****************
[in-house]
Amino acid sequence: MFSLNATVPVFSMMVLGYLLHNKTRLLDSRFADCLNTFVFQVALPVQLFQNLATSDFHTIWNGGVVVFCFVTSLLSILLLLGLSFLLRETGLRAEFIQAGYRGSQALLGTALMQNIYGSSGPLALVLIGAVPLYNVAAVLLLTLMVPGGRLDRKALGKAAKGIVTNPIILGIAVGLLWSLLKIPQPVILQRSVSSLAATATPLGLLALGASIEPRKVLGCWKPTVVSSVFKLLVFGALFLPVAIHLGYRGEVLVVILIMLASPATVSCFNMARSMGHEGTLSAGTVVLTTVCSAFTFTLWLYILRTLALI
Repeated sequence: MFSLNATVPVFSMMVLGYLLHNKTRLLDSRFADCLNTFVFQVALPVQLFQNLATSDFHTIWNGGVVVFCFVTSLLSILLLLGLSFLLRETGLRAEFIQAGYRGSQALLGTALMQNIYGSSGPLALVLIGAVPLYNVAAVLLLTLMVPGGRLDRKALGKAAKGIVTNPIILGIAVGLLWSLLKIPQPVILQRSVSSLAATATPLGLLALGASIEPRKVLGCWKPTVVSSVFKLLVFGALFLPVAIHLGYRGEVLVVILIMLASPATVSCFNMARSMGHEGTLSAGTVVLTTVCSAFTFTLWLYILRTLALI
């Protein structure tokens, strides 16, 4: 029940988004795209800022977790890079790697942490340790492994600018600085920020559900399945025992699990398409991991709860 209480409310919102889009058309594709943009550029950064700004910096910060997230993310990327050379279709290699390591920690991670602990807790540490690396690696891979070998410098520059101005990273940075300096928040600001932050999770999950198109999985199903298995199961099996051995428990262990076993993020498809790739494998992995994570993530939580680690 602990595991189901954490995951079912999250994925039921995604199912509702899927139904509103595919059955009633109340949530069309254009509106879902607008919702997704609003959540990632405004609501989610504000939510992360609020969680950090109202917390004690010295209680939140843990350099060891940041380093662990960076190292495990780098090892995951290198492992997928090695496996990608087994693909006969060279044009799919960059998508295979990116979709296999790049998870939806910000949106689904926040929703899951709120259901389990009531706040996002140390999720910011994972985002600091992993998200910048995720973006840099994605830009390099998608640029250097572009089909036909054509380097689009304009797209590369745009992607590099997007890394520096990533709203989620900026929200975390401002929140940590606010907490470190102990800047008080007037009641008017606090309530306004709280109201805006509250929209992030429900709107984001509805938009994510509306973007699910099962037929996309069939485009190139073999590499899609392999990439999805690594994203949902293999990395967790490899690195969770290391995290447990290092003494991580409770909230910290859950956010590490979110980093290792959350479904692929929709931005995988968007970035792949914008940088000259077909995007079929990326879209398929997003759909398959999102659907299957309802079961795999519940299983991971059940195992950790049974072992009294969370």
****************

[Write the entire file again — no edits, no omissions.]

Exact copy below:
[in-house]
Amino acid sequence: MFSLNATVPVFSMMVLGYLLHNKTRLLDSRFADCLNTFVFQVALPVQLFQNLATSDFHTIWNGGVVVFCFVTSLLSILLLLGLSFLLRETGLRAEFIQAGYRGSQALLGTALMQNIYGSSGPLALVLIGAVPLYNVAAVLLLTLMVPGGRLDRKALGKAAKGIVTNPIILGIAVGLLWSLLKIPQPVILQRSVSSLAATATPLGLLALGASIEPRKVLGCWKPTVVSSVFKLLVFGALFLPVAIHLGYRGEVLVVILIMLASPATVSCFNMARSMGHEGTLSAGTVVLTTVCSAFTFTLWLYILRTLALI
Repeated sequence: MFSLNATVPVFSMMVLGYLLHNKTRLLDSRFADCLNTFVFQVALPVQLFQNLATSDFHTIWNGGVVVFCFVTSLLSILLLLGLSFLLRETGLRAEFIQAGYRGSQALLGTALMQNIYGSSGPLALVLIGAVPLYNVAAVLLLTLMVPGGRLDRKALGKAAKGIVTNPIILGIAVGLLWSLLKIPQPVILQRSVSSLAATATPLGLLALGASIEPRKVLGCWKPTVVSSVFKLLVFGALFLPVAIHLGYRGEVLVVILIMLASPATVSCFNMARSMGHEGTLSAGTVVLTTVCSAFTFTLWLYILRTLALI
């Protein structure tokens, strides 16, 4: 029940988004795209800022977790890079790697942490340790492994600018600085920020559900399945025992699990398409991991709860 209480409310919102889009058309594709943009550029950064700004910096910060997230993310990327050379279709290699390591920690991670602990807790540490690396690696891979070998410098520059101005990273940075300096928040600001932050999770999950198109999985199903298995199961099996051995428990262990076993993020498809790739494998992995994570993530939580680690 602990595991189901954490995951079912999250994925039921995604199912509702899927139904509103595919059955009633109340949530069309254009509106879902607008919702997704609003959540990632405004609501989610504000939510992360609020969680950090109202917390004690010295209680939140843990350099060891940041380093662990960076190292495990780098090892995951290198492992997928090695496996990608087994693909006969060279044009799919960059998508295979990116979709296999790049998870939806910000949106689904926040929703899951709120259901389990009531706040996002140390999720910011994972985002600091992993998200910048995720973006840099994605830009390099998608640029250097572009089909036909054509380097689009304009797209590369745009992607590099997007890394520096990533709203989620900026929200975390401002929140940590606010907490470190102990800047008080007037009641008017606090309530306004709280109201805006509250929209992030429900709107984001509805938009994510509306973007699910099962037929996309069939485009190139073999590499899609392999990439999805690594994203949902293999990395967790490899690195969770290391995290447990290092003494991580409770909230910290859950956010590490979110980093290792959350479904692929929709931005995988968007970035792949914008940088000259077909995007079929990326879209398929997003759909398959999102659907299957309802079961795999519940299983991971059940195992950790049974072992009294969370």